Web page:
"The ruling is based on live and let live," Naor read out.
"My ruling does not reflect a ruling of value on the desirable character of the Shabbat. This ruling reflects the correct interpretation of the law." The other justices supporting Naor’s position were Esther Hayut, Yoram Danziger, Isaac Amit and Daphne Barak-Erez.
It is too early to tell how the ministers will grapple with the flood of bills on the issue.
They speak of four scenarios: killing both bills, postponing debate, approving a preliminary reading and conditioning their advancement on establishing a team to formulate a coalition-based agreement regarding them.
Naor agreed that while the bylaw does impair the rights of the merchants, it also protects other rights.
The balance isn’t about one worldview over another, she said, noting that the bylaw does not impair the status and importance of Shabbat as national property of the Jewish people in any way, nor does it detract from the values of the State of Israel as a democratic, Jewish state.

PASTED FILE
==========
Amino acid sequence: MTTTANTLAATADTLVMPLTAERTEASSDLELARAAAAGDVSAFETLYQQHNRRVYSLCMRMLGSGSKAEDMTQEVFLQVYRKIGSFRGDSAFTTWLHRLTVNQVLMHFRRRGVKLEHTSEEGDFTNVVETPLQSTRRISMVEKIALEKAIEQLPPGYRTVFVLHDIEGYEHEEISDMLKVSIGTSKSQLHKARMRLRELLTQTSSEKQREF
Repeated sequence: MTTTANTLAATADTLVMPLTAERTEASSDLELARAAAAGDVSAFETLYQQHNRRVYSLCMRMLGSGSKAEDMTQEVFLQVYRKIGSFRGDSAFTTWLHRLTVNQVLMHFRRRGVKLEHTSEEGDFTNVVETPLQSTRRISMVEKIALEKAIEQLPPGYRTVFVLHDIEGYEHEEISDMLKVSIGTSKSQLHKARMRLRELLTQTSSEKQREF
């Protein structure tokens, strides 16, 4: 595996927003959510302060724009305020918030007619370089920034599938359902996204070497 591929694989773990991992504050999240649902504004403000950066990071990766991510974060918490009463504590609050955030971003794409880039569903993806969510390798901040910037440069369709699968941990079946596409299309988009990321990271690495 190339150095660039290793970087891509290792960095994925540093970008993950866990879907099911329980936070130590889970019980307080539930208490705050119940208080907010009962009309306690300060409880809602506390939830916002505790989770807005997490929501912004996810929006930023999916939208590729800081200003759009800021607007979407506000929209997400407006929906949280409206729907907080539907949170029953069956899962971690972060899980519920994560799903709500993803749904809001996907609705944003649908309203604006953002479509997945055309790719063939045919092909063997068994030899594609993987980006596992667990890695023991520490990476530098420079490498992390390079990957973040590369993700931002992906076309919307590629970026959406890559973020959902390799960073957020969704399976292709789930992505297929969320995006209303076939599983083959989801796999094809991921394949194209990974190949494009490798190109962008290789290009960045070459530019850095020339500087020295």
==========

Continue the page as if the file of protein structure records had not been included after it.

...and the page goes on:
Municipal bylaws enabling businesses to open on Shabbat were designed to reflect the unique balance that suits Tel Aviv, she wrote, factoring in the special status of Shabbat, the composition of the population in each neighborhood, how it lives and the character of the city.
Chrisman is one of my favorite local characters to speak with--in fact he would make a great guest on our Landmark Live show--so this is not anything to be interpreted as negative toward him.
Chrisman seems to really enjoy what appears from this chair to be a low-stress job.
Dery initiated the bill following the High Court ruling upholding a Tel Aviv bylaw on supermarkets.
The ministry’s bill would not allow the minister to retroactively undo already approved bylaws.